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Table 2 Description of some case scenarios in which timing of testing and treatment departed from recommendations

From: Clinical decisions surrounding genomic and proteomic testing among United States veterans treated for lung cancer within the Veterans Health Administration

Diagnosis Clinical scenario
Diagnosed with squamous cell carcinoma in 2012 EGFR test was not performed. Erlotinib (100 mg) was prescribed in 2014. Three weeks later, erlotinib was put on hold due to side effects (skin rash and itching), and restarted after another month. Proteomic testing was done 5 weeks later, and the result of test was “Poor”. The physician made the decision to discontinue erlotinib. The patient received erlotinib for the total of 63 days (prescription for 3 months’ supply).
Diagnosed with adenocarcinoma in 2010 EGFR test was not performed. Erlotinib (150 mg) was prescribed for the patient in 2013. The proteomic test was done two weeks after the erlotinib prescription. The result of the proteomic test was “Poor”. The patient continued to take Erlotinib. The patient received erlotinib for 28 days (1 month’s supply).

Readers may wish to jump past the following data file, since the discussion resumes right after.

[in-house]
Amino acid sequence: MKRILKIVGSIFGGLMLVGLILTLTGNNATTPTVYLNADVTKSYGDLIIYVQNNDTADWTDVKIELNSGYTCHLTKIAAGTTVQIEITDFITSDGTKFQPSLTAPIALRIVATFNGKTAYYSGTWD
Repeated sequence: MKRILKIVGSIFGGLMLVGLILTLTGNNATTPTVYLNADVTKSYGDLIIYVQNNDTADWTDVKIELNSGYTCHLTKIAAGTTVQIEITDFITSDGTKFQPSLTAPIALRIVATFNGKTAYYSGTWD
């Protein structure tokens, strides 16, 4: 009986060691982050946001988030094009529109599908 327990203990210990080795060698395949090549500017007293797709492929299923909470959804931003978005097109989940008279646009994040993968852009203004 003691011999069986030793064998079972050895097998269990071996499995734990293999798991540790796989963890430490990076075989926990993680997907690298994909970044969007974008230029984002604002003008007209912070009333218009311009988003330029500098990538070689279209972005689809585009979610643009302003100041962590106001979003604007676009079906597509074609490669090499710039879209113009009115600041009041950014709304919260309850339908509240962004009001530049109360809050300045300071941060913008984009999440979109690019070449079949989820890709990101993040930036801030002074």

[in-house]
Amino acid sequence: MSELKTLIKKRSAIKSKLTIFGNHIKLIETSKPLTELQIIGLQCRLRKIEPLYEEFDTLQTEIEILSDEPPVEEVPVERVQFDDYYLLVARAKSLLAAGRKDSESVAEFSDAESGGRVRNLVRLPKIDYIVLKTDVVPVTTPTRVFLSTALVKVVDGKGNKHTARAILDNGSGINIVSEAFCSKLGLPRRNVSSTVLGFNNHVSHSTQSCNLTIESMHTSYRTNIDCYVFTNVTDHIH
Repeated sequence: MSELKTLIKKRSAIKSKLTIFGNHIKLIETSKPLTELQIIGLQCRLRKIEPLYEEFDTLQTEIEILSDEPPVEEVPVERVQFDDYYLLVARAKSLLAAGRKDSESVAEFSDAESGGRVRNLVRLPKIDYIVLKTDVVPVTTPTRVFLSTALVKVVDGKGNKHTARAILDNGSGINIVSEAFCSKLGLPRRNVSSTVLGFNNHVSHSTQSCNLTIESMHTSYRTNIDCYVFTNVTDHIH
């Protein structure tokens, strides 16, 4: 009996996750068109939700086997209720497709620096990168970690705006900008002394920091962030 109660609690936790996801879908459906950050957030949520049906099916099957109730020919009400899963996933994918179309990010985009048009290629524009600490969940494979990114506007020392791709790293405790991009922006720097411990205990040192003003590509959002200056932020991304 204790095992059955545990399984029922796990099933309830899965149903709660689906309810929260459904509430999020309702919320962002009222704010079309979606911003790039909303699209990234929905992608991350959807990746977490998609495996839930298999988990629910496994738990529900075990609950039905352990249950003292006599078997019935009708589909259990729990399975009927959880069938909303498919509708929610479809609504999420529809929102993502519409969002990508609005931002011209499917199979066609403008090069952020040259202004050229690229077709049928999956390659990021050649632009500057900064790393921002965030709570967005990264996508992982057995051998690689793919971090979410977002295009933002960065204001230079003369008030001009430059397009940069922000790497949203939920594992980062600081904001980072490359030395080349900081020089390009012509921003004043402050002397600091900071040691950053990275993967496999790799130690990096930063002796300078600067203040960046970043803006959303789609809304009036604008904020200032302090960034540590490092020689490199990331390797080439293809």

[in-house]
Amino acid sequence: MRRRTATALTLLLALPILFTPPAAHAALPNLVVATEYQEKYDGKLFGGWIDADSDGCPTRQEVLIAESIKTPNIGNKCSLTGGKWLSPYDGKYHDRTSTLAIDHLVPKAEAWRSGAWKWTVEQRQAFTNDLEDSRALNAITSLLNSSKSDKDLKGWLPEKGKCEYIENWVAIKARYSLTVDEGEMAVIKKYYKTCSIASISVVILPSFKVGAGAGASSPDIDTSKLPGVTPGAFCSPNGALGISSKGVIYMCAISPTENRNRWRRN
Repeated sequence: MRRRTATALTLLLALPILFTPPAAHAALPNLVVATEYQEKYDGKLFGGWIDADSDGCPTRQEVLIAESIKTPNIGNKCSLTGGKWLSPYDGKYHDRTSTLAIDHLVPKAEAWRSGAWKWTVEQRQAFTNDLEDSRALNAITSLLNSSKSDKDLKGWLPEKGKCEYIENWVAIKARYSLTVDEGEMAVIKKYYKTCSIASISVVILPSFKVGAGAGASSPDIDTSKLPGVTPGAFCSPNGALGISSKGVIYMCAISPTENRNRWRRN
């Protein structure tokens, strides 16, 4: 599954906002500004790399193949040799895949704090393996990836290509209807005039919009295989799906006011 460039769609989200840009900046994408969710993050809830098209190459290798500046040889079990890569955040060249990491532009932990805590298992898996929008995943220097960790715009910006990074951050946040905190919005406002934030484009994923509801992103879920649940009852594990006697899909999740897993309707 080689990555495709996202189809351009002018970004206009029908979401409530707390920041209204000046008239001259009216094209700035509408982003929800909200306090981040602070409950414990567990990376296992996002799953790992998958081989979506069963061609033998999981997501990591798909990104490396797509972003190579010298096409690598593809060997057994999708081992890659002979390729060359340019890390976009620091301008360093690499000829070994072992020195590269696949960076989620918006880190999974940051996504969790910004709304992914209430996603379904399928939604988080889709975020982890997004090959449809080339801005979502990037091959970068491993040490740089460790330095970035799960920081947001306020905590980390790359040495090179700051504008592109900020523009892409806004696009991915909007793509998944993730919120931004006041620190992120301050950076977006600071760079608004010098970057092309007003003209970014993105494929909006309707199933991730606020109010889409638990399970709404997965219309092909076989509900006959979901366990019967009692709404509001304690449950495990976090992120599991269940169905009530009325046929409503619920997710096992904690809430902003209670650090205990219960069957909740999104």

Diagnosed with squamous cell carcinoma in 2013 EGFR test was performed at diagnosis. Result was negative. Patient's lung cancer progressed. Erlotinib was prescribed in 2014. At the same time, the proteomic test was ordered. Proteomic test results were received six weeks after erlotinib prescription. The test result was Good.
Diagnosed outside the VA, with metastatic adenocarcinoma No EGFR test results available. Physician ordered VeriStrat in 2015. The result was “Poor”. Physician conducted a biopsy and ordered EGFR test 2 months after proteomic test results were reported. EGFR test was negative. Erlotinib was never prescribed.
Relevant costs  
EGFR test: $500
Proteomic test: $2,112
Erlotinib, 100 mg tablets, 1 month’s supply: $4,815
  1. Analysis of VA administrative data as of August 2015
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